Case Study: Ego Pharmaceuticals, Australia
JAK Audio Visual details how it worked closely with the IT department at Ego Pharmaceuticals
to design and deploy an AV system that will meet the client’s present and future needs.
Ego Pharmaceuticals is an
Australian multinational skin care
company with subsidiaries in
Malaysia, Singapore, Hong Kong
and the United Kingdom, as well
as staff in Bahrain, Kuwait, Qatar, UAE, Egypt
and Saudi Arabia. When looking to move to a
new ofﬁ ce location in Melbourne, integrator JAK
Audio Visual was hired to provide AV systems for
The IT department from Ego Pharmaceuticals
was involved with the project from the start.
Kyle Hoppitt from JAK Audio Visual says: “The
IT department did not know what it wanted in
terms of AV, but they had clear ideas about how
they wanted the systems to operate and work.”
JAK Audio Visual took on the task of
designing, integrating and delivering the AV
systems. Foremost among the requirements was
to have easy to use systems with a high degree
of automation. Hoppitt says: “We designed the
system for Ego Pharmaceuticals and drew up a
lot of schematics to show the concept for the
AV systems we wanted to deploy. Our approach,
which is also our design philosophy, was to have
automated rooms with the least possible amount
of user input.”
He continues: “All the rooms have occupancy
sensors which control the TVs and display
information about the room booking. As soon
as you plug a laptop or input source into the
cable boxes, it appears on the screen. All of this
happens without the user having to directly
interact with AV system.”
Having the IT department involved was a boon.
Not only did it allow for the requirements of the
project to be clearly communicated, it also made
the life of the integrator easier. Hoppitt details:
“We requested a VLAN for the AV systems and
that request was quickly processed. We had this
conversation early on and provided a spreadsheet
of all the devices that will be on the network so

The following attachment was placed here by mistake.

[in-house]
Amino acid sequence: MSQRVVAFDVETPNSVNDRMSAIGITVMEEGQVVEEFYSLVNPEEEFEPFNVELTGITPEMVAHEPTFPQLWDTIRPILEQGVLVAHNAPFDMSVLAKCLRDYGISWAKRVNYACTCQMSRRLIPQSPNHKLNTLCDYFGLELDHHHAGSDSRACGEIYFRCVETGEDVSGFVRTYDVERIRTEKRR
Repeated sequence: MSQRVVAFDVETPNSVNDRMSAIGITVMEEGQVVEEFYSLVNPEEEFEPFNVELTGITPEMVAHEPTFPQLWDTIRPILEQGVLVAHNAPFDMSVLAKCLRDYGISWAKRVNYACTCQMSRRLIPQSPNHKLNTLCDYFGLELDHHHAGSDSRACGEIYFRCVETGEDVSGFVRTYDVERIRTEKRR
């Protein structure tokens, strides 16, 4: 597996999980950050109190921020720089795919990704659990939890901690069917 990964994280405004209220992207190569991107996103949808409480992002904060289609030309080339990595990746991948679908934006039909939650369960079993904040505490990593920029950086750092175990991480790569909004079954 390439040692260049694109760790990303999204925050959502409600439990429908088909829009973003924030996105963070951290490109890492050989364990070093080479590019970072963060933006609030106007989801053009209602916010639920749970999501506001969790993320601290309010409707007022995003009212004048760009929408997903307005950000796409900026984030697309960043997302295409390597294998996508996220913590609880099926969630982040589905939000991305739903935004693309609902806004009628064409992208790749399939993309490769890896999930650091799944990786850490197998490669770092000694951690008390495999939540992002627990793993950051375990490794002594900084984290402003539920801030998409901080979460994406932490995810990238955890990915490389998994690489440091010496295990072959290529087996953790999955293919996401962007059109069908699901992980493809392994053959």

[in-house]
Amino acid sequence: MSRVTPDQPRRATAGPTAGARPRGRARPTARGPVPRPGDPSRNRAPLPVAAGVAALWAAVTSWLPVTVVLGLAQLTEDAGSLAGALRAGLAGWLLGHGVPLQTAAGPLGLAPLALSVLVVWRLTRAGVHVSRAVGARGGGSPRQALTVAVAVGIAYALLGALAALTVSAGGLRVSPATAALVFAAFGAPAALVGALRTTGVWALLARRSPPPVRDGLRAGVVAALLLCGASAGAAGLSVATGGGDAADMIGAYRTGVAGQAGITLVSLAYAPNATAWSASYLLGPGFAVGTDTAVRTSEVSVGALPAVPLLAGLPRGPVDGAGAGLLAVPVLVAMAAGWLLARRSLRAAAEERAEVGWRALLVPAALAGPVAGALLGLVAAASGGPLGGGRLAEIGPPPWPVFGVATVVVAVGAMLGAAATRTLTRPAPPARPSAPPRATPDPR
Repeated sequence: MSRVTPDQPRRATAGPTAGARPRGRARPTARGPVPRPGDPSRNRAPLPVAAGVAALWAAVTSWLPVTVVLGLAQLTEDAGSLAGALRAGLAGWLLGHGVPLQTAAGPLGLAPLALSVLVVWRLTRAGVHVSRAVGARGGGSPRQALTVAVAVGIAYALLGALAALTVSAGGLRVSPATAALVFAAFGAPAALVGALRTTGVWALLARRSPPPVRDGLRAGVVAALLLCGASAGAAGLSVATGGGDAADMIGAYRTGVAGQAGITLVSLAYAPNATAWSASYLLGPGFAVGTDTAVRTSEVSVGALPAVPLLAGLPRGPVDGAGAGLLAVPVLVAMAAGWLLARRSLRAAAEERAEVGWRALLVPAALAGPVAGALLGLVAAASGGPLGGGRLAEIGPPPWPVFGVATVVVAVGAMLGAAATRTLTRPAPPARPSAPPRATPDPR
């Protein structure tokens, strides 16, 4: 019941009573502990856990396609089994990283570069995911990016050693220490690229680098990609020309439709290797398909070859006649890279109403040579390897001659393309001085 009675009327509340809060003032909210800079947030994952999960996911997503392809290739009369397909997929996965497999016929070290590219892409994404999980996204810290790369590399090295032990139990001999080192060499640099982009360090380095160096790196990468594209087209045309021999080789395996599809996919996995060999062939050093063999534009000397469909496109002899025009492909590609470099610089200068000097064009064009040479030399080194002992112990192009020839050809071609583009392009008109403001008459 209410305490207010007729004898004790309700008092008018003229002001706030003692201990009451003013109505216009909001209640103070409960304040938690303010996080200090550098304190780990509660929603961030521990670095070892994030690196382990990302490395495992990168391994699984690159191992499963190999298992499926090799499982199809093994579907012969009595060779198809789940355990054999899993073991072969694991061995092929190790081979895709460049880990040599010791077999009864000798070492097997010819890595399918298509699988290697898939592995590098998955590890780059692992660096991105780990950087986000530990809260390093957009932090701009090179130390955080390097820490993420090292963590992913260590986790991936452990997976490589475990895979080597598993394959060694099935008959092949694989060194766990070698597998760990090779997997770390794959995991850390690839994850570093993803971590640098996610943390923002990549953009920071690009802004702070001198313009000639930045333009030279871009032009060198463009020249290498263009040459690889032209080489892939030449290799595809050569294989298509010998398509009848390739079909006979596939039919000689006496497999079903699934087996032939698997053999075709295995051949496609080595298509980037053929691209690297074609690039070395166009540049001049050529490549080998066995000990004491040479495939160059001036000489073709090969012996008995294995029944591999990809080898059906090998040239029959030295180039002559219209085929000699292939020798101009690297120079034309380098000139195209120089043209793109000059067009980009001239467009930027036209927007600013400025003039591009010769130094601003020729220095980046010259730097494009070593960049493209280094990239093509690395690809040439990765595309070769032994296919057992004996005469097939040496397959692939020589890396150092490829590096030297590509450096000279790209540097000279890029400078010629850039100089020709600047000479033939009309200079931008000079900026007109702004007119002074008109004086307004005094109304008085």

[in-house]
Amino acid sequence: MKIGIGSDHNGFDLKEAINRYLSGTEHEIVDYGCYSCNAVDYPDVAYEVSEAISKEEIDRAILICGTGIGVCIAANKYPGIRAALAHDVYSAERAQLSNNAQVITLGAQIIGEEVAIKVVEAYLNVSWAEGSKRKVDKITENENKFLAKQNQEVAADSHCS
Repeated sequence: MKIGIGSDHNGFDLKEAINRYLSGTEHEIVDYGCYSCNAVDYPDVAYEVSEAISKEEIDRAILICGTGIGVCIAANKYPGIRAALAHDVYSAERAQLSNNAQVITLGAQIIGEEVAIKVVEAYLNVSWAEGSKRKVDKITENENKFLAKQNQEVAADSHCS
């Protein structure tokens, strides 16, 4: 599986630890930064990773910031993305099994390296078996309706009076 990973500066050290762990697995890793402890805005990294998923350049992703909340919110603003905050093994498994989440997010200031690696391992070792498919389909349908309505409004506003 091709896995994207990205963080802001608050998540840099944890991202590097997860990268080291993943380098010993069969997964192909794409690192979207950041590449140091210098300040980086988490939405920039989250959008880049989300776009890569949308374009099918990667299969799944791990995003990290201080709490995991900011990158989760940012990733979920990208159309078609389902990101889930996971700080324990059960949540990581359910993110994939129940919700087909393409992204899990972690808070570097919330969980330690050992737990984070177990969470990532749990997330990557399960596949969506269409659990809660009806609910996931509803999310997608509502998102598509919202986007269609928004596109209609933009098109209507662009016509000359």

the IT department could plan in advance. They
then provided a list of IP addresses and we used
those to set up the VLAN.”
Furthermore, the integrator was engaged early
in the project and Hoppitt details the beneﬁ ts of
this: “We worked closely with the builder and,
because of the timing of when we were brought
on to the project, we could specify all the Cat6
cabling requirements and the PoE locations we
would need. We handed this information to the
builder and they managed to provide everything
we needed via the electrician. We didn’t have to
get involved with the network infrastructure.”
There are also beneﬁ ts for the end-user when
professionals are engaged early. Hoppitt says:
“When it was time for us to come on site, all the
cabling was in place and we didn’t have to do
much in that respect. That’s good for the client
because you don’t end up paying two companies
to run cabling along the same cable run.”
A Crestron solution was on the cards and
the integrator and the IT department from Ego
Pharmaceuticals made a trip to Crestron’s Sydney
experience centre to gain further understanding
of the technology.
Interestingly, Crestron Fusion was chosen to
be a core component of the AV deployment.
Hoppitt narrates: “The Ego Pharmaceuticals
office has 21 rooms and out of those, eight are AV
enabled. These include four meeting rooms, two
videoconferencing rooms and two training rooms.
The remaining rooms may not have AV systems
but they do have room booking panels which can
be used with Google Calendar. Crestron Fusion
was a part of the project early on due to the
requirement for room booking and then reporting
on AV usage came in as a bonus to that.”
Ego Pharmaceuticals chose an on premise
option for Crestron Fusion. It provided a server
and the integrator, with assistance from Crestron,
installed the requisite Fusion software. While the
option to integrate Fusion with the BMS was
discussed, eventually it was decided to have the
two remain separated.
On the surface, the decision to employ
Fusion seems like overkill but Hoppitt explains:
“Ego Pharmaceuticals has two office sites with
another one on the way. The upside of Crestron
Fusion is that they will be able to connect the
sites with the Fusion servers. They can just scale
the facilities that they have. With the server that
they have at present, they have the capacity to
manage a couple of hundred rooms.”
For the videoconferencing rooms, the foremost consideration is detailed by Hoppitt: “The biggest requirement as put forth by the IT department for the videoconferencing rooms was simplicity. They wanted to know that the CEO, MD and sales personnel could walk into the videoconferencing rooms and use the system without calling IT.”
The Polycom Group 500 series with an Eagle Eye camera serves as the videoconferencing codec in these rooms. Polycom ceiling array microphones are used for audio input.
A Sony display is employed for visuals. JAK Audio Visual has provided a Crestron DM-DGE- 200-C graphics engine for every display and this provision is integral to the way the whole AV system works and meets the client’s requirements. Hoppitt says: “The Crestron graphics engine can be thought of as the brains of a Crestron touch panel. It sits on the network and you can access it remotely. If the Sony displays were touch enabled I would be able to interact with the displays with touch.”